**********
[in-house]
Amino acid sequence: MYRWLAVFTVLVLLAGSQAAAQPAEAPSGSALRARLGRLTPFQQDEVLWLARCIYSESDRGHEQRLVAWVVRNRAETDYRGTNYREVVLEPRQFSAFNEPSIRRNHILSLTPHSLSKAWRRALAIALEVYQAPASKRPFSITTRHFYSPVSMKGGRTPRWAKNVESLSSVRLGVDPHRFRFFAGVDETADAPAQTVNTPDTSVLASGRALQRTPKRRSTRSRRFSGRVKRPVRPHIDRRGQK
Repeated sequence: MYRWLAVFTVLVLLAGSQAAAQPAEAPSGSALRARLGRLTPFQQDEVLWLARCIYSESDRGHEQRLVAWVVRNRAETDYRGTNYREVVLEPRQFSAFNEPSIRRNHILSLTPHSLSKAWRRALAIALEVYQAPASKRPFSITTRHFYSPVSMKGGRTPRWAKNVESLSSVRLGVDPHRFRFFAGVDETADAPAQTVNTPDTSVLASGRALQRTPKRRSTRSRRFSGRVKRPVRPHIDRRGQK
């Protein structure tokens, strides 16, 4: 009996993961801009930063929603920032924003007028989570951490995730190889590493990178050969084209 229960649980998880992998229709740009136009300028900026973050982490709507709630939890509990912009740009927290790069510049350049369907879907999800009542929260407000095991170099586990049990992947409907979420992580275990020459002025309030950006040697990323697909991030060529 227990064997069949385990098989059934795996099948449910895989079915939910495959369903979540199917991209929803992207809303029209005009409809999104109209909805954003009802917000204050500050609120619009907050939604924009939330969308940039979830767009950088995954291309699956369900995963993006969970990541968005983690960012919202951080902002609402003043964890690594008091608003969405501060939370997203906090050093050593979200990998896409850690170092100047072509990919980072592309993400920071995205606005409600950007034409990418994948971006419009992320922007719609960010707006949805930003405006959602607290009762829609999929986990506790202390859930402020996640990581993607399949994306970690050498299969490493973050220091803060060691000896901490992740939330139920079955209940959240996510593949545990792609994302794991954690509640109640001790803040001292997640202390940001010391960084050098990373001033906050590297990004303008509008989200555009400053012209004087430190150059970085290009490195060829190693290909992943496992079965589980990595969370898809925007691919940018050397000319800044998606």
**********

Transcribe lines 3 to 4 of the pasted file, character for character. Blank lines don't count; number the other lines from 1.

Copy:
Repeated sequence: MYRWLAVFTVLVLLAGSQAAAQPAEAPSGSALRARLGRLTPFQQDEVLWLARCIYSESDRGHEQRLVAWVVRNRAETDYRGTNYREVVLEPRQFSAFNEPSIRRNHILSLTPHSLSKAWRRALAIALEVYQAPASKRPFSITTRHFYSPVSMKGGRTPRWAKNVESLSSVRLGVDPHRFRFFAGVDETADAPAQTVNTPDTSVLASGRALQRTPKRRSTRSRRFSGRVKRPVRPHIDRRGQK
């Protein structure tokens, strides 16, 4: 009996993961801009930063929603920032924003007028989570951490995730190889590493990178050969084209 229960649980998880992998229709740009136009300028900026973050982490709507709630939890509990912009740009927290790069510049350049369907879907999800009542929260407000095991170099586990049990992947409907979420992580275990020459002025309030950006040697990323697909991030060529 227990064997069949385990098989059934795996099948449910895989079915939910495959369903979540199917991209929803992207809303029209005009409809999104109209909805954003009802917000204050500050609120619009907050939604924009939330969308940039979830767009950088995954291309699956369900995963993006969970990541968005983690960012919202951080902002609402003043964890690594008091608003969405501060939370997203906090050093050593979200990998896409850690170092100047072509990919980072592309993400920071995205606005409600950007034409990418994948971006419009992320922007719609960010707006949805930003405006959602607290009762829609999929986990506790202390859930402020996640990581993607399949994306970690050498299969490493973050220091803060060691000896901490992740939330139920079955209940959240996510593949545990792609994302794991954690509640109640001790803040001292997640202390940001010391960084050098990373001033906050590297990004303008509008989200555009400053012209004087430190150059970085290009490195060829190693290909992943496992079965589980990595969370898809925007691919940018050397000319800044998606």